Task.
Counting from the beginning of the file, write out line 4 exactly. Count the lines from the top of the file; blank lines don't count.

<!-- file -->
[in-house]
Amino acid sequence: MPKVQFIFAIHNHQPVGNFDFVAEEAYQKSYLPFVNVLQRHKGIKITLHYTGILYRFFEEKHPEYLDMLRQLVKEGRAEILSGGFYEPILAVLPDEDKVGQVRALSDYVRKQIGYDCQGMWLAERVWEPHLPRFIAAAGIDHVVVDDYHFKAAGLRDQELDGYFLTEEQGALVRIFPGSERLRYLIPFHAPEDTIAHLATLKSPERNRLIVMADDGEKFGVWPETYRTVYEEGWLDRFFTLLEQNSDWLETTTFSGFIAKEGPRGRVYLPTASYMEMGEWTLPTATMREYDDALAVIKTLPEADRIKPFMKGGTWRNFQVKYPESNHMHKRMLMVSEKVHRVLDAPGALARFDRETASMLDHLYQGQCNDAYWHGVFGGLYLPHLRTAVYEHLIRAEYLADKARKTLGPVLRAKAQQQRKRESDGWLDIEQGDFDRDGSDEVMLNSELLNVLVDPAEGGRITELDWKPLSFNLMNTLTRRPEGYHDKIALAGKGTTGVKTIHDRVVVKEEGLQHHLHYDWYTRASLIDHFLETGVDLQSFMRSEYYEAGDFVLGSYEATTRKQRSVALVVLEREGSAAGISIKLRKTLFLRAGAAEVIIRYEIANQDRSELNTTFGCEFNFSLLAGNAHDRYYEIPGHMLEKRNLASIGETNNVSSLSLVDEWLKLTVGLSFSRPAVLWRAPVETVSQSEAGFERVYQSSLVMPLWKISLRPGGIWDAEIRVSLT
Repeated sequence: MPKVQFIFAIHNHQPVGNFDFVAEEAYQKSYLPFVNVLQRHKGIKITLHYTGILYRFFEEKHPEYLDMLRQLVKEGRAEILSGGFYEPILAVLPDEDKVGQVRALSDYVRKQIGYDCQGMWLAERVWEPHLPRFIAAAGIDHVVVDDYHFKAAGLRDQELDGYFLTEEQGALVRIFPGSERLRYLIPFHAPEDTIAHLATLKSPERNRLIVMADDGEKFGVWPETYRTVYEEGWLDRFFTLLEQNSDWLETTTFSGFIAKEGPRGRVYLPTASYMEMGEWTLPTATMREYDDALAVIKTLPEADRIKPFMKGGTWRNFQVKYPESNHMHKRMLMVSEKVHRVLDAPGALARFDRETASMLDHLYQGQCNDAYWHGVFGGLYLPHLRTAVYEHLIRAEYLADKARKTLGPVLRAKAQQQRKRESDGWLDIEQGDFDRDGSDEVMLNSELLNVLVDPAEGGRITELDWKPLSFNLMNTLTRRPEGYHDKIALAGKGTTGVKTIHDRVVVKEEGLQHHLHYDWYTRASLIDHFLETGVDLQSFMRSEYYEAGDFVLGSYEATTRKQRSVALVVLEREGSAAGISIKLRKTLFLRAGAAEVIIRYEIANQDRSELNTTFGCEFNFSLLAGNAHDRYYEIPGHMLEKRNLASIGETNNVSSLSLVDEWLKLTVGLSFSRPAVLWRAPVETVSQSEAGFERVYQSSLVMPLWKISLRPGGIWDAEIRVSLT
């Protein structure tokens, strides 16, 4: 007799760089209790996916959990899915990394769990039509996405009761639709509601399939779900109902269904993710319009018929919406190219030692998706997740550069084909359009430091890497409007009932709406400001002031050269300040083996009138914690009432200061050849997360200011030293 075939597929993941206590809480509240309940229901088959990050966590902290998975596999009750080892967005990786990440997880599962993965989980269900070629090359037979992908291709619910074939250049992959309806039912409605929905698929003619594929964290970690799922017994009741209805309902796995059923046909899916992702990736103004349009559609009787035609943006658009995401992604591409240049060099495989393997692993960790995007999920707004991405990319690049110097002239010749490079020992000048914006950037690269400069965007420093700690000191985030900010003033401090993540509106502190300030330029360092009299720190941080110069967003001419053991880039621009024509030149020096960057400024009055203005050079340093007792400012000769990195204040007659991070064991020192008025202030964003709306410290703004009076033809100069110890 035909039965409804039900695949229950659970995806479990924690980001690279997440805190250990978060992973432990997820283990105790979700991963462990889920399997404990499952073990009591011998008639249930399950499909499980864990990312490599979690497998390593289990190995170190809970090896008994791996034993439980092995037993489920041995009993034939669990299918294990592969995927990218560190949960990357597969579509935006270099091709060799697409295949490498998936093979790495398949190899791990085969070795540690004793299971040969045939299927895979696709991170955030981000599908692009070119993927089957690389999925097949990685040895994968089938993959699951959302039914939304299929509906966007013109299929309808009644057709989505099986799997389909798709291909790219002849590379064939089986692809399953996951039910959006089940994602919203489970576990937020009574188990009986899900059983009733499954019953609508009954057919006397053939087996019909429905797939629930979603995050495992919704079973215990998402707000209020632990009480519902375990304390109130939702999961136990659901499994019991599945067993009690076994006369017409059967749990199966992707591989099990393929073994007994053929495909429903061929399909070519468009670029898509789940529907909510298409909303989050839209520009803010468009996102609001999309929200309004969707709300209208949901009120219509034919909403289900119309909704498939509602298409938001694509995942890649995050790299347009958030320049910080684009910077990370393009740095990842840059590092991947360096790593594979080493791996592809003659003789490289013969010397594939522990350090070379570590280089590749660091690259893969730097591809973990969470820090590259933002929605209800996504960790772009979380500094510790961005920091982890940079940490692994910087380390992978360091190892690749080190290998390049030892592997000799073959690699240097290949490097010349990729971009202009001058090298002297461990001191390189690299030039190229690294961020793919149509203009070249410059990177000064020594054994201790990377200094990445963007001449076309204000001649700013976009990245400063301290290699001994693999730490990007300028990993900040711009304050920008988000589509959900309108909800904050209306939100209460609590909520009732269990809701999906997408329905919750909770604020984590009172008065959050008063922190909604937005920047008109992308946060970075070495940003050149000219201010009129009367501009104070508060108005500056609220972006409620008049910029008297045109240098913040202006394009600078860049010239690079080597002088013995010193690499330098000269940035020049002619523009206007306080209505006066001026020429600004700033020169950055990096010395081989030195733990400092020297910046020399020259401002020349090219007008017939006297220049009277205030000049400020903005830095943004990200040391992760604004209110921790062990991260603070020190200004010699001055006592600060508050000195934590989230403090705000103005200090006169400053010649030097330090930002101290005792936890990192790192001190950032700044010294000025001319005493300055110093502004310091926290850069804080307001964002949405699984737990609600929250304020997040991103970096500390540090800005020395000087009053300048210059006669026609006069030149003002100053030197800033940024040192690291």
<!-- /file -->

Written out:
């Protein structure tokens, strides 16, 4: 007799760089209790996916959990899915990394769990039509996405009761639709509601399939779900109902269904993710319009018929919406190219030692998706997740550069084909359009430091890497409007009932709406400001002031050269300040083996009138914690009432200061050849997360200011030293 075939597929993941206590809480509240309940229901088959990050966590902290998975596999009750080892967005990786990440997880599962993965989980269900070629090359037979992908291709619910074939250049992959309806039912409605929905698929003619594929964290970690799922017994009741209805309902796995059923046909899916992702990736103004349009559609009787035609943006658009995401992604591409240049060099495989393997692993960790995007999920707004991405990319690049110097002239010749490079020992000048914006950037690269400069965007420093700690000191985030900010003033401090993540509106502190300030330029360092009299720190941080110069967003001419053991880039621009024509030149020096960057400024009055203005050079340093007792400012000769990195204040007659991070064991020192008025202030964003709306410290703004009076033809100069110890 035909039965409804039900695949229950659970995806479990924690980001690279997440805190250990978060992973432990997820283990105790979700991963462990889920399997404990499952073990009591011998008639249930399950499909499980864990990312490599979690497998390593289990190995170190809970090896008994791996034993439980092995037993489920041995009993034939669990299918294990592969995927990218560190949960990357597969579509935006270099091709060799697409295949490498998936093979790495398949190899791990085969070795540690004793299971040969045939299927895979696709991170955030981000599908692009070119993927089957690389999925097949990685040895994968089938993959699951959302039914939304299929509906966007013109299929309808009644057709989505099986799997389909798709291909790219002849590379064939089986692809399953996951039910959006089940994602919203489970576990937020009574188990009986899900059983009733499954019953609508009954057919006397053939087996019909429905797939629930979603995050495992919704079973215990998402707000209020632990009480519902375990304390109130939702999961136990659901499994019991599945067993009690076994006369017409059967749990199966992707591989099990393929073994007994053929495909429903061929399909070519468009670029898509789940529907909510298409909303989050839209520009803010468009996102609001999309929200309004969707709300209208949901009120219509034919909403289900119309909704498939509602298409938001694509995942890649995050790299347009958030320049910080684009910077990370393009740095990842840059590092991947360096790593594979080493791996592809003659003789490289013969010397594939522990350090070379570590280089590749660091690259893969730097591809973990969470820090590259933002929605209800996504960790772009979380500094510790961005920091982890940079940490692994910087380390992978360091190892690749080190290998390049030892592997000799073959690699240097290949490097010349990729971009202009001058090298002297461990001191390189690299030039190229690294961020793919149509203009070249410059990177000064020594054994201790990377200094990445963007001449076309204000001649700013976009990245400063301290290699001994693999730490990007300028990993900040711009304050920008988000589509959900309108909800904050209306939100209460609590909520009732269990809701999906997408329905919750909770604020984590009172008065959050008063922190909604937005920047008109992308946060970075070495940003050149000219201010009129009367501009104070508060108005500056609220972006409620008049910029008297045109240098913040202006394009600078860049010239690079080597002088013995010193690499330098000269940035020049002619523009206007306080209505006066001026020429600004700033020169950055990096010395081989030195733990400092020297910046020399020259401002020349090219007008017939006297220049009277205030000049400020903005830095943004990200040391992760604004209110921790062990991260603070020190200004010699001055006592600060508050000195934590989230403090705000103005200090006169400053010649030097330090930002101290005792936890990192790192001190950032700044010294000025001319005493300055110093502004310091926290850069804080307001964002949405699984737990609600929250304020997040991103970096500390540090800005020395000087009053300048210059006669026609006069030149003002100053030197800033940024040192690291």